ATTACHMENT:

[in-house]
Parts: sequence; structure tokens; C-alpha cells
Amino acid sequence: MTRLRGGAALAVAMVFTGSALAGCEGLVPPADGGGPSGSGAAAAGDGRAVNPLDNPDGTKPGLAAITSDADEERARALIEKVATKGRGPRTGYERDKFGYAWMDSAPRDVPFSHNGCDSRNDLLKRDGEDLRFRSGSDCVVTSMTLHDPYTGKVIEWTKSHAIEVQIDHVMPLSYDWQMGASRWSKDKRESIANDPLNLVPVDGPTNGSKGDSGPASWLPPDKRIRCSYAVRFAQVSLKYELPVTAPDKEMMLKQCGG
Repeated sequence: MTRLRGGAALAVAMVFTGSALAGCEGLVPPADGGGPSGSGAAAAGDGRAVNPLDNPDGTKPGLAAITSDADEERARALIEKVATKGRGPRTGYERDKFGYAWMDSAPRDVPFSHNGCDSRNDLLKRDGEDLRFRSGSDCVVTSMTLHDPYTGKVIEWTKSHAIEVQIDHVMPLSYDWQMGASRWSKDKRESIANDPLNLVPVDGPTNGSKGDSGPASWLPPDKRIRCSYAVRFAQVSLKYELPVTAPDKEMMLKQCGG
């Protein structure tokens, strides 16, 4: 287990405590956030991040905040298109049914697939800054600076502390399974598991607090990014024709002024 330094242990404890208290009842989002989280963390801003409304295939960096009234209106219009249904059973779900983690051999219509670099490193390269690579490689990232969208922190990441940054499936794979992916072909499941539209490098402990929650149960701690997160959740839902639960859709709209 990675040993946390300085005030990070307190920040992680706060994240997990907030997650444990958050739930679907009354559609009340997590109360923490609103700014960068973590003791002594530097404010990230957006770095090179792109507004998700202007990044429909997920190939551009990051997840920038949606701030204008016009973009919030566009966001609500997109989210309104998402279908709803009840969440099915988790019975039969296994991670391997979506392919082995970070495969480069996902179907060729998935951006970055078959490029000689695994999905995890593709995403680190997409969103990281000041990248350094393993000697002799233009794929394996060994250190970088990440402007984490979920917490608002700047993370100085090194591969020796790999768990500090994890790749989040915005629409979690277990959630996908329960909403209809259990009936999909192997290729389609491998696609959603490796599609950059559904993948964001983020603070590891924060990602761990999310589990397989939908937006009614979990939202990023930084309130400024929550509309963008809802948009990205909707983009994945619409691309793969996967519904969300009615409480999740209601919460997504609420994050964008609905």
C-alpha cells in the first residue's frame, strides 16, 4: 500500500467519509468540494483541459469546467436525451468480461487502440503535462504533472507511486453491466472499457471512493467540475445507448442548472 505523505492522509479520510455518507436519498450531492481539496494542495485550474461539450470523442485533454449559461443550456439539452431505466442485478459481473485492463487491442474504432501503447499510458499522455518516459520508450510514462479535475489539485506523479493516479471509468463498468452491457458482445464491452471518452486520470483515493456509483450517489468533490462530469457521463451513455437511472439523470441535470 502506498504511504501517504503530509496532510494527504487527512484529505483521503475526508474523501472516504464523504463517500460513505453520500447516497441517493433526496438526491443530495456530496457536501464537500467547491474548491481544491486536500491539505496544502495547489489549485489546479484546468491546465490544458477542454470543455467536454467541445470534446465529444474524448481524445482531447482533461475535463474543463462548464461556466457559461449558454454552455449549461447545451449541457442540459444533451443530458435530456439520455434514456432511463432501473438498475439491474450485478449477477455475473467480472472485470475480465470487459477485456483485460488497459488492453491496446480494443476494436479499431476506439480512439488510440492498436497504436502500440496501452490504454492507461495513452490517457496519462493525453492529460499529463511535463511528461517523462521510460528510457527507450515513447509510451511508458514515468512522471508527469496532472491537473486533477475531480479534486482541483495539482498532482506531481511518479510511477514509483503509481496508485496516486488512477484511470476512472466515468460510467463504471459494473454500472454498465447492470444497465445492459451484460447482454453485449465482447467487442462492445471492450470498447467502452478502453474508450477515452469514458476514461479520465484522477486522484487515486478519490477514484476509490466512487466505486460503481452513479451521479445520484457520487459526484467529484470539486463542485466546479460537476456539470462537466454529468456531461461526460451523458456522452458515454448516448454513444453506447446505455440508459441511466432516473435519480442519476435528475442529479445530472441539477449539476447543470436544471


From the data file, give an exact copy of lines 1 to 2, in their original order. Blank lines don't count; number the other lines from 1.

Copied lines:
[in-house]
Parts: sequence; structure tokens; C-alpha cells